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Vutipongsatorn, Kritchai, BSc*; Nagaoka, Natsuko, MD; Yokoi, Tae, MD; Yoshida, Takeshi, MD; Kamoi, Koju, MD PhD; Horie, Shintaro, MD, PhD; Uramoto, Kengo, MD; Hirata, Akira, MD; Occelli, Laurence M., DVM, PhD§; Petersen-Jones, Simon M., DVM, PhD§; Montiani-Ferreira, Fabiano, DVM, PhD; Cases, Olivier, PhD**; Kozyraki, Renata, DDS, PhD**; Jonas, Jost B., MD††; Ohno-Matsui, Kyoko, MD, PhD

doi: 10.1097/IAE.0000000000002426

Purpose: To analyze the hallmark features of pathologic myopia developed in animal models and compare them with those seen in patients.

Methods: A literature review was performed to identify animal models that exhibited key features of pathologic myopia, namely posterior staphyloma, myopic maculopathy, lacquer cracks, and choroidal neovascularization, either spontaneously or induced by monocular deprivation. Using imaging modalities, such as optical coherence tomography, confocal scanning laser ophthalmoscopy, fluorescein angiography, and electron microscopy, these features were compared with those found in myopic maculopathy of patients.

Results: Three types of animals were identified. The LRP2 knockout mice exhibited posterior staphylomas and chorioretinal atrophy at 21 and 60 days after birth, respectively. Retinopathy globe enlarged (rge) chicks and normal lid-sutured chicks developed lacquer cracks and chorioretinal atrophy. Lacquer cracks detected in rge chicks subsequently progressed to patchy chorioretinal atrophy, which is also commonly seen in patients with pathologic myopia.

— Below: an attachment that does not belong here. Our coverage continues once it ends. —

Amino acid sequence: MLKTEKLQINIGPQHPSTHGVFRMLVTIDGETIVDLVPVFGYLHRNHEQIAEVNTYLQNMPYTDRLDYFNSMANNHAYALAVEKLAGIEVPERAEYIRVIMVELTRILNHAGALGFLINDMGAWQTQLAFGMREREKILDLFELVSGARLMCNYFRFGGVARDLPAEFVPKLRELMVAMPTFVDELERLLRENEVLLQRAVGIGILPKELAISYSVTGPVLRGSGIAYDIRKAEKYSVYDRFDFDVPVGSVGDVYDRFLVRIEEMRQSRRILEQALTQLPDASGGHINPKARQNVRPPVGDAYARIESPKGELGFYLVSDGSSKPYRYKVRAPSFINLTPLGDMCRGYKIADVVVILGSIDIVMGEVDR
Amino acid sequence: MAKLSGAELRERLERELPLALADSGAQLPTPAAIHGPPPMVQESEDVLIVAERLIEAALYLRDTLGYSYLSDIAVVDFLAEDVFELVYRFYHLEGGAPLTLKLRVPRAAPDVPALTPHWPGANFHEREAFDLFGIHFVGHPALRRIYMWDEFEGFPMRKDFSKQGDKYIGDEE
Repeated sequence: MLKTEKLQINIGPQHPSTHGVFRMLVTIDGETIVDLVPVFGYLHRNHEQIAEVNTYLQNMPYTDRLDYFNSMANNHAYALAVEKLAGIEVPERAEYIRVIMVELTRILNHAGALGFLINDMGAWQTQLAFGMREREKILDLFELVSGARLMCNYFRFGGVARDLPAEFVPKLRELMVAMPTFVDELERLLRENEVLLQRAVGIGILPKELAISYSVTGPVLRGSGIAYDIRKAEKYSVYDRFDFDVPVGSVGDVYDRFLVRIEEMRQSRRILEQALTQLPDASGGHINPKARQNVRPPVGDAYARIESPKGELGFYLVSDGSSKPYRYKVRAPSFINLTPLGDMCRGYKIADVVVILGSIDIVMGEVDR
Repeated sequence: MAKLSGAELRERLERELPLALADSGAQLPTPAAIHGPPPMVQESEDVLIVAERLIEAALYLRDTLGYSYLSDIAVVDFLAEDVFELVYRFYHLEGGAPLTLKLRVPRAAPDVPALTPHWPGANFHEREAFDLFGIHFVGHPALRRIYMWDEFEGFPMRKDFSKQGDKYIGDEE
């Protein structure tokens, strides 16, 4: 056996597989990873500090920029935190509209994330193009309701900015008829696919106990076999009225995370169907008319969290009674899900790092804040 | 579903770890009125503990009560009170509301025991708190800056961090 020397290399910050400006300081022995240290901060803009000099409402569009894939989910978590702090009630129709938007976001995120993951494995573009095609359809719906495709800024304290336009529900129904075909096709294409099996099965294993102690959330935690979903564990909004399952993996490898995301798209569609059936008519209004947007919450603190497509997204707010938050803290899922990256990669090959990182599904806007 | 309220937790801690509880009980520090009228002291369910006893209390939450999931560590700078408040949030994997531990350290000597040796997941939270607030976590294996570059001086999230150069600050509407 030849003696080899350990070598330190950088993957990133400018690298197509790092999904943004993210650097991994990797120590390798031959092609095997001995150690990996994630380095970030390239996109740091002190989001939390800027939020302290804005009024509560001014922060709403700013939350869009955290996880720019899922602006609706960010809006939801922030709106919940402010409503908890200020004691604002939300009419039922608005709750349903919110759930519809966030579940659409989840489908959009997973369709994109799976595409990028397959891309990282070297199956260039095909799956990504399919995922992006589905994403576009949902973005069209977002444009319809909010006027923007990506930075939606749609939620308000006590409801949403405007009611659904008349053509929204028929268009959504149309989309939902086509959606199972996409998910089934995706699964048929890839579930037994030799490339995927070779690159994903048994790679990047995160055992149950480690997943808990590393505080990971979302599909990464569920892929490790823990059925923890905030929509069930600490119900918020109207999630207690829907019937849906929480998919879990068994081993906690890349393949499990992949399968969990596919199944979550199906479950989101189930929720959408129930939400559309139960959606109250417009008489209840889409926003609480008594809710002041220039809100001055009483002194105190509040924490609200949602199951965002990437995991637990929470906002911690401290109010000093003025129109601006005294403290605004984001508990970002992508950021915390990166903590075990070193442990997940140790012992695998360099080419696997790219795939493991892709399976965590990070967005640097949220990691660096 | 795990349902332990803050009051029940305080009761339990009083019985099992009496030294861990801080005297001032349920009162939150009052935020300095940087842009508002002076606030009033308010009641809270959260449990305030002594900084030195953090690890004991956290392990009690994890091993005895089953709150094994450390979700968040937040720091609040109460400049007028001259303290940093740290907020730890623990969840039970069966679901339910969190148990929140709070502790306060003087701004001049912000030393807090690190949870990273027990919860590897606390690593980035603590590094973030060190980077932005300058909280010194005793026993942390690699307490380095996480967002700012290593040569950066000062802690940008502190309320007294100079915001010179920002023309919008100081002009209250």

Conclusion: The LRP2 knockout mice, retinopathy globe enlarged (rge) chicks, and normal lid-sutured chicks exhibit features typical for myopic maculopathy in patients and could serve to further elucidate the pathogenesis of myopic maculopathy.

Retinopathy, globe enlarged (rge) chicks, lid-sutured chicks, and LRP2 knockout mice develop key features seen in patients with pathologic myopia and could serve to elucidate the etiology of the disease.

*Department of Medicine, Imperial College London, London, United Kingdom;

Department of Ophthalmology and Visual Science, Tokyo Medical and Dental University, Tokyo, Japan;

Hayashi Eye Hospital, Fukuoka, Japan;

§Department of Small Animal Clinical Sciences, College of Veterinary Medicine, Michigan State University, East Lansing, Michigan;

Department of Veterinary Medicine, Federal University of Paraná, Rua dos Funcionários, Curitiba-PR, Brazil;

**INSERM UMRS_1138, Centre de Recherche des Cordeliers, Molecular Oral Pathophysiology, Paris, France; and

††Department of Ophthalmology, Medical Faculty Mannheim of the Ruprecht-Karls-University of Heidelberg, Heidelberg, Germany.

Reprint requests: Kyoko Ohno-Matsui, MD, PhD, Department of Ophthalmology and Visual Science, Tokyo Medical and Dental University, 1-5-45 Yushima, Bunkyo-ku, Tokyo 1138510, Japan; e-mail:

None of the authors has any financial/conflicting interests to disclose.

© 2019 by Ophthalmic Communications Society, Inc.